Don't force kids to share.
Tobin circled back to my story from the beach, which I'd told him. There's so much going on in these interactions, including adults' expectations of each other and people re-experiencing things from their own childhoods, it makes for an "explosive mix," he said. "We expect parents to have some appropriate ways of dealing with the inequalities of childhood wealth when the parents can't talk about this with each other." On his first visit to China, an explicit part of Communist discourse was about de-emphasizing private property, and the stark preschool rooms had barely any toys. Twenty years later, the same school is loaded more equipment than kids could use. "They still fought over things a bit. It had become more American in that regard." Yet in resolving those issues, the Chinese teachers were more hands-off, like the Japanese ones.
At Tobin's recommendation, I contacted Jane Katch, a progressive educator at the Touchtone Community School in Grafton, Mass., who has written about the disconnect between what people impose on their kids and what they do in their lives. In one of her books, Under Deadman's Skin, she looks at what happens when schools forbid violent play, closing off the stage on which kids (and boys, in particular) process the increasing amounts of violence they see in mass media. It's easier for adults to step in and say, "No violent play," than to listen to kids talk about what the play means, or even tolerate the messiness that the learning process takes. (She was featured talking about this in the PBS documentary, Raising Cain.)
The situation on the beach is similar, she said. "The mother who wanted her 5-year-old to share the toys didn't teach her child to share. She taught him that whoever is strongest can take the toy. First of all, I think it's misguided. I think she's a nice person and wants her son to share. But instead of taking the time to think about what sharing is and what a relationship over sharing might be, it's just, 'You need to share.' I don't think that's an effective way to teach sharing."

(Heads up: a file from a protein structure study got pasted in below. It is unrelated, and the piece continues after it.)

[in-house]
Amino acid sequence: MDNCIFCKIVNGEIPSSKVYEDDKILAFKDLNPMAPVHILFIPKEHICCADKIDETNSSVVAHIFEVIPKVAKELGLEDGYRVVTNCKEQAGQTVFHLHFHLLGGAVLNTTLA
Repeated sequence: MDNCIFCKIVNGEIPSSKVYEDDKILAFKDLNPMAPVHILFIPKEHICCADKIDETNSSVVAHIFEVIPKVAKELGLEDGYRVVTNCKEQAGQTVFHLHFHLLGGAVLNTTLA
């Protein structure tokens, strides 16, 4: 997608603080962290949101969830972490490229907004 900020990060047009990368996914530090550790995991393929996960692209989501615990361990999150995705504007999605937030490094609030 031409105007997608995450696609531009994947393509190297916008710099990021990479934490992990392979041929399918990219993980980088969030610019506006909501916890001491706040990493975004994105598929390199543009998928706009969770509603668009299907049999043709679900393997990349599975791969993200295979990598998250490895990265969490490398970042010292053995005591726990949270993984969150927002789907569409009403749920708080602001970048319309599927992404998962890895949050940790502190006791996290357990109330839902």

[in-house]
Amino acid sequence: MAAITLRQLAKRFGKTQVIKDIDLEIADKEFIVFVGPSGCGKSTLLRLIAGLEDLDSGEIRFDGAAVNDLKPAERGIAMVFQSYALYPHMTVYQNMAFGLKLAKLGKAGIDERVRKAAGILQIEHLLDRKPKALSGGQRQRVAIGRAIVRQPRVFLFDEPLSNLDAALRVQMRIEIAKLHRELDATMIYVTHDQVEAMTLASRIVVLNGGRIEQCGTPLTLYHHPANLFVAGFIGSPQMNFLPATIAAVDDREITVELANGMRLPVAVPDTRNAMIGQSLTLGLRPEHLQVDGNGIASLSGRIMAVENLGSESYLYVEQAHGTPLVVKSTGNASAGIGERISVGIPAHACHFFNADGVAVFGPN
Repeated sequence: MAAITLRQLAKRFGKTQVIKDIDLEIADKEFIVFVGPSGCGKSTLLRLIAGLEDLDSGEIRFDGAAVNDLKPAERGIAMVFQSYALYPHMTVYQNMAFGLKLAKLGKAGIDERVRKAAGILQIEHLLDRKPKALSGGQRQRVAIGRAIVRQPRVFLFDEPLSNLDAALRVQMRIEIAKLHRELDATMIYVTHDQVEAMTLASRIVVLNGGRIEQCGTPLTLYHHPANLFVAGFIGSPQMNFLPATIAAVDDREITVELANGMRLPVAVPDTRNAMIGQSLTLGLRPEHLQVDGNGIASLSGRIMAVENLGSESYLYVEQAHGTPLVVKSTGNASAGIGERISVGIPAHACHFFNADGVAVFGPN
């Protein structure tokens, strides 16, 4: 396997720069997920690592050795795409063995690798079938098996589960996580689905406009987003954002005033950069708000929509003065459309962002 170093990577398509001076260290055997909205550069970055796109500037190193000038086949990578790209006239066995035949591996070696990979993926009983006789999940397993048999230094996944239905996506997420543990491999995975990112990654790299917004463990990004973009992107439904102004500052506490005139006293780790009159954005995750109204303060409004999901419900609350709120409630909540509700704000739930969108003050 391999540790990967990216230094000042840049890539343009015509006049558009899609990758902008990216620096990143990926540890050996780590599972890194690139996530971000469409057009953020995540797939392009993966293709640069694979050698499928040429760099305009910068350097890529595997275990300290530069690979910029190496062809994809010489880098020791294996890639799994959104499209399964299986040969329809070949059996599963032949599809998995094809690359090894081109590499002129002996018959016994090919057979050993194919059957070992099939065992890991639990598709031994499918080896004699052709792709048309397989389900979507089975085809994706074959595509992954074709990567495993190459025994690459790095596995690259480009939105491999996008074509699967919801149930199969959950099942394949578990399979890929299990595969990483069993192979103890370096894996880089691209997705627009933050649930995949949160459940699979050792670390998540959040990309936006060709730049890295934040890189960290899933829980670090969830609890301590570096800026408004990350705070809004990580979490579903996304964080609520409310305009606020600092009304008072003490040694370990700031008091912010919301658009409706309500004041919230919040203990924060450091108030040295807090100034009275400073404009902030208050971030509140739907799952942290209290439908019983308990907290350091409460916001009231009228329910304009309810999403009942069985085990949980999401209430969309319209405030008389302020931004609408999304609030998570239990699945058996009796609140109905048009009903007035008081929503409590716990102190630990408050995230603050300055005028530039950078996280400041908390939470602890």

Contemporary parents are also beset with an anxiety over not wanting their children to feel frustration, sadness, or any negative emotion. Katch, who has taught nursery school and kindergarten for more than 30 years, has seen this increase since 9/11. "The more people are worried about the world in which their kids are going to grow up," she said, "the more they've become focused on trying to protect their kids from any thing negative that might happen instead of building resilience."
Which I was willing to accept, except that back on the beach, the mom had exposed her kid to massive disappointment—all in the name, or so it seemed, of giving my kid (whom she didn't know) what he wanted. What did she get out of that?
In a way, these playground conflicts over the sharing of toys, as along with the sharing of ideas, space, and even time, are a window on the center of the American experience. How much stuff should one person have? How should we treat people with no stuff? How should we treat less powerful people?
Back to the beach: Ten minutes later, my son abandoned the dump truck, awesome as it was, for other things, and the other kid swooped in to rescue his truck. Half an hour later we bumped into him at the bottom of the slide, and my son asked for the truck. "No," the boy barked. "You took a really long turn, and I'm not going to let you have it." That seemed clear enough. I asked the boy: Where'd he get the truck? His grandma gave it to him. It's really awesome. Yes, he said, and pointed out some places where it had broken. After a couple of minutes, the boy turned to my son and offered him the awesome dump truck to him. "Here, do you want to play with this?"
Michael Erard is the author of Um…: Slips, Stumbles, and Verbal Blunders, and What They Mean. His book, Babel No More: The Search for the World's Most Extraordinary Language Learners, will be published next year.